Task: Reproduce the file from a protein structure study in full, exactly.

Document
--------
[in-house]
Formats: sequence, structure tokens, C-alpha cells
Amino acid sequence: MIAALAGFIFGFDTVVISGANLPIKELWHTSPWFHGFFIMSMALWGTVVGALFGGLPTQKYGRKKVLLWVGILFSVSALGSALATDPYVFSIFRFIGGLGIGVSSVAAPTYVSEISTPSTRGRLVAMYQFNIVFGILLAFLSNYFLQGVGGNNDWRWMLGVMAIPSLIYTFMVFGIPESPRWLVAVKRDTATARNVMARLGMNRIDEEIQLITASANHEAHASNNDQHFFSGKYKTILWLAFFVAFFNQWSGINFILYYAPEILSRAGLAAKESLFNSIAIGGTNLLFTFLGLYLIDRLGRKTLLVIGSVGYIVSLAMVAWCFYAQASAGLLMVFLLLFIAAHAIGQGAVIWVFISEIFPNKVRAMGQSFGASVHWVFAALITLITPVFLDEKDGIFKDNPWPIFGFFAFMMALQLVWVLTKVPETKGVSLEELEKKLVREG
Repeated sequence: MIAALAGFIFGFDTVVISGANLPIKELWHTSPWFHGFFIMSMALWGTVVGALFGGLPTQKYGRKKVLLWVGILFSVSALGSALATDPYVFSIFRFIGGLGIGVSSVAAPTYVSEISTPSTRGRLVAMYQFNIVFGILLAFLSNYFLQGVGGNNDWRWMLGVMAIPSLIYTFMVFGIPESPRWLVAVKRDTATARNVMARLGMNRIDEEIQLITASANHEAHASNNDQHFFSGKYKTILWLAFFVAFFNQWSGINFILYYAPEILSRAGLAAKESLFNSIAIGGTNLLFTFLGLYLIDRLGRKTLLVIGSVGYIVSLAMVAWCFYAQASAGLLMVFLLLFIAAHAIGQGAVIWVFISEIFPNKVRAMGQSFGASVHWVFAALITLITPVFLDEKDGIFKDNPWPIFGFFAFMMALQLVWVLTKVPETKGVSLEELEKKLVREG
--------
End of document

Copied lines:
[in-house]
Formats: sequence, structure tokens, C-alpha cells
Amino acid sequence: MIAALAGFIFGFDTVVISGANLPIKELWHTSPWFHGFFIMSMALWGTVVGALFGGLPTQKYGRKKVLLWVGILFSVSALGSALATDPYVFSIFRFIGGLGIGVSSVAAPTYVSEISTPSTRGRLVAMYQFNIVFGILLAFLSNYFLQGVGGNNDWRWMLGVMAIPSLIYTFMVFGIPESPRWLVAVKRDTATARNVMARLGMNRIDEEIQLITASANHEAHASNNDQHFFSGKYKTILWLAFFVAFFNQWSGINFILYYAPEILSRAGLAAKESLFNSIAIGGTNLLFTFLGLYLIDRLGRKTLLVIGSVGYIVSLAMVAWCFYAQASAGLLMVFLLLFIAAHAIGQGAVIWVFISEIFPNKVRAMGQSFGASVHWVFAALITLITPVFLDEKDGIFKDNPWPIFGFFAFMMALQLVWVLTKVPETKGVSLEELEKKLVREG
Repeated sequence: MIAALAGFIFGFDTVVISGANLPIKELWHTSPWFHGFFIMSMALWGTVVGALFGGLPTQKYGRKKVLLWVGILFSVSALGSALATDPYVFSIFRFIGGLGIGVSSVAAPTYVSEISTPSTRGRLVAMYQFNIVFGILLAFLSNYFLQGVGGNNDWRWMLGVMAIPSLIYTFMVFGIPESPRWLVAVKRDTATARNVMARLGMNRIDEEIQLITASANHEAHASNNDQHFFSGKYKTILWLAFFVAFFNQWSGINFILYYAPEILSRAGLAAKESLFNSIAIGGTNLLFTFLGLYLIDRLGRKTLLVIGSVGYIVSLAMVAWCFYAQASAGLLMVFLLLFIAAHAIGQGAVIWVFISEIFPNKVRAMGQSFGASVHWVFAALITLITPVFLDEKDGIFKDNPWPIFGFFAFMMALQLVWVLTKVPETKGVSLEELEKKLVREG